The 2015 TaxAction Report from unbiased.co.uk, in partnership with Prudential, suggests as much as £550 million1 could be wasted in inheritance tax (IHT) this year by individuals not taking appropriate action, such as placing life protection policies under trust. The predicted wastage is £20 million more than last year and an increase of £78 million on 2013.
Failure to put a policy under trust could reduce a £100,000 life insurance pay out by as much as £40,000 if an individual’s estate is worth more than £325,000, leaving a loved one at risk of a sizeable tax bill2.
The improving economy and rising house prices may result in more estates exceeding the current £325,000 IHT threshold. More estates could become exposed to IHT despite government proposals for a new additional allowance for family homes. To help families understand how IHT may affect them, unbiased.co.uk, in partnership with Prudential, has produced a new checklist that enables individuals to assess their own exposure and work out ways to reduce it.
The TaxAction Reportalso reveals that 16% of Britons think IHT is the least important tax to worry about. More than one in five (22%) say they have no plans to seek financial advice to help them reduce IHT.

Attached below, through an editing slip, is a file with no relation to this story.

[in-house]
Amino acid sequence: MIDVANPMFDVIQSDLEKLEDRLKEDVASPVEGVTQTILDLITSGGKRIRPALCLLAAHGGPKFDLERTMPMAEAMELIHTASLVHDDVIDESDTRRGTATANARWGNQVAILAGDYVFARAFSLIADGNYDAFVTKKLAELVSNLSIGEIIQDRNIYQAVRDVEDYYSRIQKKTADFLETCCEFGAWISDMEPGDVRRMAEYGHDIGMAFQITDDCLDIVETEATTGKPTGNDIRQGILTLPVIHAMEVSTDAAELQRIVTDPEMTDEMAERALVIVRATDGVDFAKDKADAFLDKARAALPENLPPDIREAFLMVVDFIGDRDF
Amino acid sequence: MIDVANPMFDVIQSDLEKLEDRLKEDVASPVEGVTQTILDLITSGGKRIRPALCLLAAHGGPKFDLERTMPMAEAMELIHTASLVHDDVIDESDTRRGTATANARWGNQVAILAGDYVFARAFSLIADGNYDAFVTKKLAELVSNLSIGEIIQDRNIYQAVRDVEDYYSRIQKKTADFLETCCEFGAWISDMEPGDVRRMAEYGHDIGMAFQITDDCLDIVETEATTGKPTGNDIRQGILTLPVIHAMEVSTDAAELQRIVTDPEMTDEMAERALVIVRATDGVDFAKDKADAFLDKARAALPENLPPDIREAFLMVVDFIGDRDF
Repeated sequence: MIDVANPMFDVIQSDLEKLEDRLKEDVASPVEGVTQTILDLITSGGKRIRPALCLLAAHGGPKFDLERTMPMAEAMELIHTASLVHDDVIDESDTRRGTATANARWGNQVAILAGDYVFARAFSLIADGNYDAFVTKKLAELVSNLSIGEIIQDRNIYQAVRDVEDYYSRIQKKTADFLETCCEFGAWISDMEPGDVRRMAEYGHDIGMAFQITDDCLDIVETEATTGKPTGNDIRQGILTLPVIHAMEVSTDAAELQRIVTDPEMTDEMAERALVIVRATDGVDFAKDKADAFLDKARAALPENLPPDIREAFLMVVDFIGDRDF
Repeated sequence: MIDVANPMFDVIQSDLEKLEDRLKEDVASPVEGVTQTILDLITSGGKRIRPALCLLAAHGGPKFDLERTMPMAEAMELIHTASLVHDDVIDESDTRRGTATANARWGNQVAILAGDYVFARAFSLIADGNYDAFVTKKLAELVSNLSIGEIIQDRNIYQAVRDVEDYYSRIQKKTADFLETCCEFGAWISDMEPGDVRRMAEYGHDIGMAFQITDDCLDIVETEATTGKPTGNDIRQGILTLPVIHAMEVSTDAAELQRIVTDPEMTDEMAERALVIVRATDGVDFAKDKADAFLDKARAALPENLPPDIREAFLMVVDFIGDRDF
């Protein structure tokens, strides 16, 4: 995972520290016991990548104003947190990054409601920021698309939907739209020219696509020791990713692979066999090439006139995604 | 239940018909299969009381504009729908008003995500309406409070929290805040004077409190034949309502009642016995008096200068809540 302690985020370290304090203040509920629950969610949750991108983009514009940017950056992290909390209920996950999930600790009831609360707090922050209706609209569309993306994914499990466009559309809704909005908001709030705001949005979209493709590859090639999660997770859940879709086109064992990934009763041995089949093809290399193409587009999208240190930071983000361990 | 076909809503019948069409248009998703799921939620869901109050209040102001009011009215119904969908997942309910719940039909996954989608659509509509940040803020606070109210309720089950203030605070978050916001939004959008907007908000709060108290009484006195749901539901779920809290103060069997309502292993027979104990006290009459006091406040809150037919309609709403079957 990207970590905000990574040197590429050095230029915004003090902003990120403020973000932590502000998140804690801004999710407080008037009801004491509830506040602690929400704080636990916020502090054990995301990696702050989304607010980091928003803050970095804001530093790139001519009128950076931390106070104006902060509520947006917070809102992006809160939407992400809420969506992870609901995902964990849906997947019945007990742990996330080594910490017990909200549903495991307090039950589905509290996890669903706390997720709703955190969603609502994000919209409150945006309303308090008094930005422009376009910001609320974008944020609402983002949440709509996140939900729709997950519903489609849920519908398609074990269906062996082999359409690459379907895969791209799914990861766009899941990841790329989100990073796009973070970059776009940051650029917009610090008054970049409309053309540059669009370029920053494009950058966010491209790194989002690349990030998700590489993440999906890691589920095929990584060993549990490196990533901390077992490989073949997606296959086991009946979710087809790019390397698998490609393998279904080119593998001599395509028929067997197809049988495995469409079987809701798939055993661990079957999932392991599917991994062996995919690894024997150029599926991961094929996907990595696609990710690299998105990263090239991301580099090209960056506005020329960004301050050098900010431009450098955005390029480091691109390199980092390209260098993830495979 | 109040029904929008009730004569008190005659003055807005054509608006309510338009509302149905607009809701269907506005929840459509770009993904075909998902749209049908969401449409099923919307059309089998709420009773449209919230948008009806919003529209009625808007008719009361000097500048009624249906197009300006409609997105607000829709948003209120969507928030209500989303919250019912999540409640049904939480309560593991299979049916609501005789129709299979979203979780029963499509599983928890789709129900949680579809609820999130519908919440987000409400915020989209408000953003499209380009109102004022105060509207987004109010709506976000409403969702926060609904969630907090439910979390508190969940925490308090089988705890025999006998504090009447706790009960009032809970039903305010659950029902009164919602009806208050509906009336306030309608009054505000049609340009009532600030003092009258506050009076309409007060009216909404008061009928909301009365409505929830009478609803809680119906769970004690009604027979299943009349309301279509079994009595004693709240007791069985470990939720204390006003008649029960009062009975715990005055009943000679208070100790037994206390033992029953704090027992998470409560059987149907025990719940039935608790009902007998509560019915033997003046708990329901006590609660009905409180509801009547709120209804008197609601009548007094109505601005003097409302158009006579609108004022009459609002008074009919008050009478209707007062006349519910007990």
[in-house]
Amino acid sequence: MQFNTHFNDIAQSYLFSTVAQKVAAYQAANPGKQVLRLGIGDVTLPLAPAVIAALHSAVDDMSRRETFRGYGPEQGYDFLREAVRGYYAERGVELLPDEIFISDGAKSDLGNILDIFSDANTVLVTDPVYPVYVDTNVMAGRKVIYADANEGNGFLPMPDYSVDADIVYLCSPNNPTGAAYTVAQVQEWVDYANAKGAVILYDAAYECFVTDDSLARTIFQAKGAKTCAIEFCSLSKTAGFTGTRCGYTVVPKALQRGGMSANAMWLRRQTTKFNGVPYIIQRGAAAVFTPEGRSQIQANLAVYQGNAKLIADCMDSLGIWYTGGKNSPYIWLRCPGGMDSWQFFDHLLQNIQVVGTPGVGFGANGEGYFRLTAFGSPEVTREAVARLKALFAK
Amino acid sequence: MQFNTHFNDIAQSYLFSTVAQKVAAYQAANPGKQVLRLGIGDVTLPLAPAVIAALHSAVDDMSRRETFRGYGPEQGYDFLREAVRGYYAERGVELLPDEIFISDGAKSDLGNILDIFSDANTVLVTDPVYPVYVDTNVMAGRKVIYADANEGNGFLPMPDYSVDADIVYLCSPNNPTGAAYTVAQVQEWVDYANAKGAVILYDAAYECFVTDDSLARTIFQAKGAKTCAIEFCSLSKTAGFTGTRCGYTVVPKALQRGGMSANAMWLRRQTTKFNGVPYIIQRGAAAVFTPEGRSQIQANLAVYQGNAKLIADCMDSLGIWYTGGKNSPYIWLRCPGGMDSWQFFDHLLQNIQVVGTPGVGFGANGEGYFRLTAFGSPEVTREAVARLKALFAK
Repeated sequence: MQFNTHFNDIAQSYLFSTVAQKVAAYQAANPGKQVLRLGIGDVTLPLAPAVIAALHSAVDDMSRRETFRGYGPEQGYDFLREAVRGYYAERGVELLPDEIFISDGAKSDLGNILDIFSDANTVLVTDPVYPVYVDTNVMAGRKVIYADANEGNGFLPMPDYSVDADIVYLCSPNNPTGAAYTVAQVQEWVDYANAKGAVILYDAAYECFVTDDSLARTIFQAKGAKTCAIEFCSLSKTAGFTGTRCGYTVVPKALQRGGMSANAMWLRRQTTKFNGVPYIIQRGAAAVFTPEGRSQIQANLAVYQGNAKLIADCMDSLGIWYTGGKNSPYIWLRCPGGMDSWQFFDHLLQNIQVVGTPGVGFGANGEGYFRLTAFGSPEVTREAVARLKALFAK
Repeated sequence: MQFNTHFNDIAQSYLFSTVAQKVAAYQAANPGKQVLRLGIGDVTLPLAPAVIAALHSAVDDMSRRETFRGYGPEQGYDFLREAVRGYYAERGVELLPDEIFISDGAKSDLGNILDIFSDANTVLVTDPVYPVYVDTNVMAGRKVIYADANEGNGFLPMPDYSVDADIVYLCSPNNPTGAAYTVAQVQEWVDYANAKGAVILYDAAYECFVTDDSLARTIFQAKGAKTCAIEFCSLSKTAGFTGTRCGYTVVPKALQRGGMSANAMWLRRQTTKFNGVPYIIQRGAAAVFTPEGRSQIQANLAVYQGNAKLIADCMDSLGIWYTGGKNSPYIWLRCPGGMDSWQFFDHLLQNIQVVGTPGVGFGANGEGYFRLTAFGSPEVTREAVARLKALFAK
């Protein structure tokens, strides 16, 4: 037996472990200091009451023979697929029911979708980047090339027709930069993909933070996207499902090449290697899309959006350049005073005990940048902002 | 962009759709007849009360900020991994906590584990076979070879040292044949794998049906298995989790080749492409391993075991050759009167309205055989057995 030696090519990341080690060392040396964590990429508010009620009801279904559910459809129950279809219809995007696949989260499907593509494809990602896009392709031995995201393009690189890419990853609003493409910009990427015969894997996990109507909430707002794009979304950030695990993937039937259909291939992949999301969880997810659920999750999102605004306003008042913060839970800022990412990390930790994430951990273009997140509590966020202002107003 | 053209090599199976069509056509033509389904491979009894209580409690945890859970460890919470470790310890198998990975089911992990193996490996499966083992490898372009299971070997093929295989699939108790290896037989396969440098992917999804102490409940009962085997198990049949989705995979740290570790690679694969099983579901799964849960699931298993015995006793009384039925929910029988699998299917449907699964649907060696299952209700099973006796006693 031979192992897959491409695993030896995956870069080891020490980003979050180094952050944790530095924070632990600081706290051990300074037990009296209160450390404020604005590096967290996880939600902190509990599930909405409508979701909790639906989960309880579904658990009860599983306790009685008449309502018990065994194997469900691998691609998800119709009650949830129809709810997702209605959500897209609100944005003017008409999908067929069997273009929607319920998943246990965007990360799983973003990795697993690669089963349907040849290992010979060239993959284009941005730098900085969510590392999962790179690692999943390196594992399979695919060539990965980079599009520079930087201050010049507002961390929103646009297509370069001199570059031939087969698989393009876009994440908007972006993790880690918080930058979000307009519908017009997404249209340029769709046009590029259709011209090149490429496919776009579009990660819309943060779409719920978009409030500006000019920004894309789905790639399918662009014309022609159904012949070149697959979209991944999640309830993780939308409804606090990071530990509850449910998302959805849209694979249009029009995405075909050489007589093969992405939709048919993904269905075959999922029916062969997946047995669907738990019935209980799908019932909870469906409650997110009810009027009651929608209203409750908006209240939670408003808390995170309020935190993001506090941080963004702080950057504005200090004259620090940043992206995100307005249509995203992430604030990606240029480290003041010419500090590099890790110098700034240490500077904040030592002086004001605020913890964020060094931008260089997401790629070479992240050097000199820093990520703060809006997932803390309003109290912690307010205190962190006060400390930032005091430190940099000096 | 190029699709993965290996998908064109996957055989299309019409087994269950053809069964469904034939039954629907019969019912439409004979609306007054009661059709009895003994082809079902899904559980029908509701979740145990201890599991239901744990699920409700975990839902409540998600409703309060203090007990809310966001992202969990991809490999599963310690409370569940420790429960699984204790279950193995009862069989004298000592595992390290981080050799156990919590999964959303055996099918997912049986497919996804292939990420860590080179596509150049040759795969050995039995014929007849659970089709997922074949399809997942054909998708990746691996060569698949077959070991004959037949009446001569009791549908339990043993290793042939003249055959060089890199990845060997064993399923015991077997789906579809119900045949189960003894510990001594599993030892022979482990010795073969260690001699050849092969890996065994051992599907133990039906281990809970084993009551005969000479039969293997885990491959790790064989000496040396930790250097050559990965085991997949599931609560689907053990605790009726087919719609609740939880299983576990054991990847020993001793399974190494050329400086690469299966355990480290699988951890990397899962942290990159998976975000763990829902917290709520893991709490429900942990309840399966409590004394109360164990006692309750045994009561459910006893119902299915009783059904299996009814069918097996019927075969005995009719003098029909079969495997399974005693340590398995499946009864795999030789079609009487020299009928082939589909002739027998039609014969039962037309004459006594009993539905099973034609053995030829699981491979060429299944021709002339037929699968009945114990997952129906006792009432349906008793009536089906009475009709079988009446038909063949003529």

Les Cameron, Head of Technical at Prudential, comments:
‘Inheritance tax planning is often not at the top of people’s to do lists. Even when it comes to financial planning, often other more immediate forms of tax planning, such as income tax, can take precedence. The beneficiaries of good inheritance tax planning are of course those who will inherit your estate when you die and it can make a substantial difference to the amount they will receive. There are a number of ways to reduce your inheritance tax liability, ranging from pretty straightforward options to more complex ones. The best way to find out what you could save is to seek professional financial advice.’
Karen Barrett, chief executive of unbiased.co.uk comments:
‘Inheritance tax is incredibly emotive – people want to leave their estate to loved ones, but without tax planning you could also be passing on a hefty bill.There are several things that can be done, with the help of an adviser, to significantly reduce the bill your loved ones will face. Remember too that liabilities can change – for instance, gifts can become taxable if you die within seven years of making them. Of course no-one knows when this will be, so it’s best to talk to an adviser as soon as possible.
‘Our new checklist will help consumers to think objectively about their estate and IHT exposure, and to prepare effectively for a meeting with a financial adviser about tax planning. To find a whole-of-market financial adviser and/or solicitor, visit www.unbiased.co.uk.’
Notes to editors:
For more information contact:
Anna Schirmer/ Sarah Tye/Calum MacDougall, Lansons: 020 7294 3682
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